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J Hypertens. 2011 Nov;29(11):2176-80. doi: 10.1097/HJH.0b013e32834ae3c7.

Atorvastatin reduces sympathetic activity in patients with chronic kidney disease.

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  • 1Department of Nephrology and Hypertension, Rudolf Magnus Institute of Neuroscience, University Medical Center Utrecht, Utrecht, The Netherlands.



Hypertensive chronic kidney disease (CKD) patients often have sympathetic hyperactivity, which appears to contribute to the pathogenesis of hypertension and cardiovascular organ damage. Experimental studies and some clinical studies have shown that statin therapy can reduce central sympathetic activity. Blockade of the renin-angiotensin system (RAS), which is standard treatment for CKD, is known to lower sympathetic activity. We hypothesized that adding a statin for 6 weeks to RAS blockade would further lower sympathetic activity in hypertensive stage 2-4 CKD patients.


In 10 stable CKD patients (eight men, aged 45 ± 11 years, estimated glomerular filtration rate 56 ± 22 ml/min per 1.73 m2), who were on chronic treatment with aliskiren 300 mg, blood pressure and sympathetic activity (quantified by assessment of muscle sympathetic nerve activity, MSNA) were assessed at baseline and 6 weeks after atorvastatin 20 mg/day was added. Ten other CKD patients served as time control and were studied twice with an interval of 6 weeks without any change in medication, to quantify within participant reproducibility.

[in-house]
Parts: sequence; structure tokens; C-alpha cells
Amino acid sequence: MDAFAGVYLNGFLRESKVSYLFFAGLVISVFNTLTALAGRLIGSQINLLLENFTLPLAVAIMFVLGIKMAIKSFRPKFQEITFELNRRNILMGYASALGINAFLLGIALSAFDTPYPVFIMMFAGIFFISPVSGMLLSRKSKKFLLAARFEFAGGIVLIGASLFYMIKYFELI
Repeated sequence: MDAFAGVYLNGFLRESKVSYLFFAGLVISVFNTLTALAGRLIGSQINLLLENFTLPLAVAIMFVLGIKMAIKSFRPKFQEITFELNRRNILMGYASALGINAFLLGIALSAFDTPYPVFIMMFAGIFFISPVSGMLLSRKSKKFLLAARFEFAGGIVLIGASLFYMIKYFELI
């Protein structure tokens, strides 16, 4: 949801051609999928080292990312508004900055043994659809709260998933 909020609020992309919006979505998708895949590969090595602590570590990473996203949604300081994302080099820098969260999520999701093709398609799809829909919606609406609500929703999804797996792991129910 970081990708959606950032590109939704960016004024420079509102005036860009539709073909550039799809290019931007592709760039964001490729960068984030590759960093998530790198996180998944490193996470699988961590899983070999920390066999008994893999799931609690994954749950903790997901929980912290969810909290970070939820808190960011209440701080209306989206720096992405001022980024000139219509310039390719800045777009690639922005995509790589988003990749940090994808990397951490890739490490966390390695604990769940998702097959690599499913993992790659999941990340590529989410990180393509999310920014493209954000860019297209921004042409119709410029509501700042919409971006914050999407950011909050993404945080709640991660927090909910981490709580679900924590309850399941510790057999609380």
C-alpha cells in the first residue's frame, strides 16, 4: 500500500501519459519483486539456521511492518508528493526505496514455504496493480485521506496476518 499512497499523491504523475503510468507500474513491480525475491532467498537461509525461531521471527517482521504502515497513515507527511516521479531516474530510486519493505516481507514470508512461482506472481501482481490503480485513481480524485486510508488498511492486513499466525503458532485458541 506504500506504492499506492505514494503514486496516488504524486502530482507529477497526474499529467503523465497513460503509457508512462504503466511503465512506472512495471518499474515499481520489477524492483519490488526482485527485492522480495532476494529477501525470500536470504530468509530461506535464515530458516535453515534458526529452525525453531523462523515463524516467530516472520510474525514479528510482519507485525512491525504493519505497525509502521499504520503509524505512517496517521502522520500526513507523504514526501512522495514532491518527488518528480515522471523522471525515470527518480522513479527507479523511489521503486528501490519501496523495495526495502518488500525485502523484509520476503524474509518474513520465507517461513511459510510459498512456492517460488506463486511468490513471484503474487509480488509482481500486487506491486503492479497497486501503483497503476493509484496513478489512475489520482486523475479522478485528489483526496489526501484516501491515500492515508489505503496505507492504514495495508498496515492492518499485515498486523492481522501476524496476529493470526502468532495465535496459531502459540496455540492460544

Mean arterial blood pressure remained stable throughout the study (93 ± 5 versus 94 ± 5 mmHg). MSNA was reduced from 28 ± 8 to 20 ± 6 bursts/min (P = 0.01), while heart rate remained stable during the study. In the control CKD group, MSNA did not change: 26 ± 5 to 25 ± 6 bursts/min. Atorvastatin reduced total and low-density lipoprotein cholesterol.


Atorvastatin has a further sympatholytic effect in CKD patients, who are on chronic aliskiren, which is independent of blood pressure and heart rate.

[PubMed - indexed for MEDLINE]
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